The film displays the recommended aperture dimension with the checkerboard pattern. If you want to measure the dimension of that pattern we'll save you the trouble; it's 2.21:1. Outside the checkerboard pattern we see the full camera aperture with its rounded corners. The area between the camera aperture and the extremities of the projector aperture is not intended for important information. Nothing in that area will be seen. The sides of the camera aperture will be covered with magnetic stripes. The top and bottom of the aperture are protected because negative splices would be visible if the full height of the camera aperture was to be used. The fine checkerboard pattern identifies the MAXIMUM amount of image that can be used on a motion picture screen. If your favorite video magazine is trying to tell you otherwise then write them a letter and give them the URL for this picture.

Confusion Resolving Example 2

Your favorite video magazine recognizes that the proper aspect ratio is 2.21:1 for 70mm and says that your favorite film, transferred at 2.25:1, is very close to perfect.

Maybe your magazine is right and maybe it's wrong. We'll bet that they are wrong. An aspect ratio is a shape, not a guarantee of content, as is seen in here.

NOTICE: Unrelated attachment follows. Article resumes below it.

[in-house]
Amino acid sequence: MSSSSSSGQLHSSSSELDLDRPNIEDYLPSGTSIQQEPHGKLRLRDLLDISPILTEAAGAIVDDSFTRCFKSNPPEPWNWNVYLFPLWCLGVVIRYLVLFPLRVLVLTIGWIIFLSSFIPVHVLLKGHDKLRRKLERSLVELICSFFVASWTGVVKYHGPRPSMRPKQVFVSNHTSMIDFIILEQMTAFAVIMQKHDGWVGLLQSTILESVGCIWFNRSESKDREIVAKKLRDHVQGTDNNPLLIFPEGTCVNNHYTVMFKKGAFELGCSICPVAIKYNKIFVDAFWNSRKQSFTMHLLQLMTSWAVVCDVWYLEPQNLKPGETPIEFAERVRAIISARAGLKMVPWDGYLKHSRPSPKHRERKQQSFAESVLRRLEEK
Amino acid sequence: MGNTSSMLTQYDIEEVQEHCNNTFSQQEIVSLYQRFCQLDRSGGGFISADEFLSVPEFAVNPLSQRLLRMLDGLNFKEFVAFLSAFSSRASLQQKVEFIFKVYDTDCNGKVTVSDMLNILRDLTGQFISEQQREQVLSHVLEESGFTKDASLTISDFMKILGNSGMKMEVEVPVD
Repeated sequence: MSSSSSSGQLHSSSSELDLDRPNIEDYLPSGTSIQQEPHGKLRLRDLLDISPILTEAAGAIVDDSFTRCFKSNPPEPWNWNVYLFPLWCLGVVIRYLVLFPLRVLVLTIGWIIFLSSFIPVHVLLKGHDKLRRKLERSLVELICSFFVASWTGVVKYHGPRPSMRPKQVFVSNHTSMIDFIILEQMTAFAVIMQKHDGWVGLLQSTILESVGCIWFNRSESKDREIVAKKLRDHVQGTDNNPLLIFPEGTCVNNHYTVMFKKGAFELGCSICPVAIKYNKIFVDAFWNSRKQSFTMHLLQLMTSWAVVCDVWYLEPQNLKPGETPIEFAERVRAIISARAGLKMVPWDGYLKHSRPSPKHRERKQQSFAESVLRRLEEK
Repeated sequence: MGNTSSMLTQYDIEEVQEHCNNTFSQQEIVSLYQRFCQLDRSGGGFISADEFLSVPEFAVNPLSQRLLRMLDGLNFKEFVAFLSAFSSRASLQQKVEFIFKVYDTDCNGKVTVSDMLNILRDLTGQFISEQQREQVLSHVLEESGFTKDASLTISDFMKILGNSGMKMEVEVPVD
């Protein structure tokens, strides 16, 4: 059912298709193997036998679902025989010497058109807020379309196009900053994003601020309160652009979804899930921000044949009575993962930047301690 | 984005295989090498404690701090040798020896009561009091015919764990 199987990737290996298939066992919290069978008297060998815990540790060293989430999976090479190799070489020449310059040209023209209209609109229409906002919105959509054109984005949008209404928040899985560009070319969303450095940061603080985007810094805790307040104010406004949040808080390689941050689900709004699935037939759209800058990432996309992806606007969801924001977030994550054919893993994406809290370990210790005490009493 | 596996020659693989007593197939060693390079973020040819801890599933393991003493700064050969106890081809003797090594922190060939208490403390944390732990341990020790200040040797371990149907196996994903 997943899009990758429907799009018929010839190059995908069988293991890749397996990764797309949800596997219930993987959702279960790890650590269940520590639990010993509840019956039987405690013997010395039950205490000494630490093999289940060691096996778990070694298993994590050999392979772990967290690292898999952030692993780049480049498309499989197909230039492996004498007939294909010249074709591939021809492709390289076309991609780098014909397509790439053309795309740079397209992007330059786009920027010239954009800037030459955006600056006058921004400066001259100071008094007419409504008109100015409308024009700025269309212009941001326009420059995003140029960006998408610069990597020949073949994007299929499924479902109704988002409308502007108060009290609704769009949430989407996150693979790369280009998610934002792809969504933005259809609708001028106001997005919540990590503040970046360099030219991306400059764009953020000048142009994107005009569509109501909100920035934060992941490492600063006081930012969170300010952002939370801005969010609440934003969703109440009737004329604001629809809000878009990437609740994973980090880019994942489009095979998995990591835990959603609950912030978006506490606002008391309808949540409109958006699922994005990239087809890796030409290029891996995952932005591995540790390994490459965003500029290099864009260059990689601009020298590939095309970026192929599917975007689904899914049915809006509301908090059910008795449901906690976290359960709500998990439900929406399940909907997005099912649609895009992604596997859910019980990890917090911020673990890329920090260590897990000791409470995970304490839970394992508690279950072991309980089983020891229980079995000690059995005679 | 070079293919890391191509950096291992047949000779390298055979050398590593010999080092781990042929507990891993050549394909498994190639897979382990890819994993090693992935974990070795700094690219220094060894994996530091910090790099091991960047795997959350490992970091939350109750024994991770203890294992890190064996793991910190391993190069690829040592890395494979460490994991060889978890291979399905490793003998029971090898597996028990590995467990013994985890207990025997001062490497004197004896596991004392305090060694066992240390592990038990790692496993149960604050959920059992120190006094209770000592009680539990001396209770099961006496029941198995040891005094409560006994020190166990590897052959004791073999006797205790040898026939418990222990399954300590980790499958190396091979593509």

PATTON video transfer

This letterbox video transfer of Patton measures out to an aspect ratio of 2.25:1, which is very, very close to its Dimension 150 70mm aspect ratio of 2.21:1. So does this qualify as being accurate? Only if you pay attention to numbers and not what's on the screen.

PATTON 70mm Frame

Here we see an actual frame from a Dimension 150 print of Patton. The black rectangular area inside the frame is the projector aperture as defined by the RP91 alignment film. The red rectangular area identifies the image that appears in the letterbox video transfer. They're close to the same shape, but there is an awful lot of image that didn't get put on the video.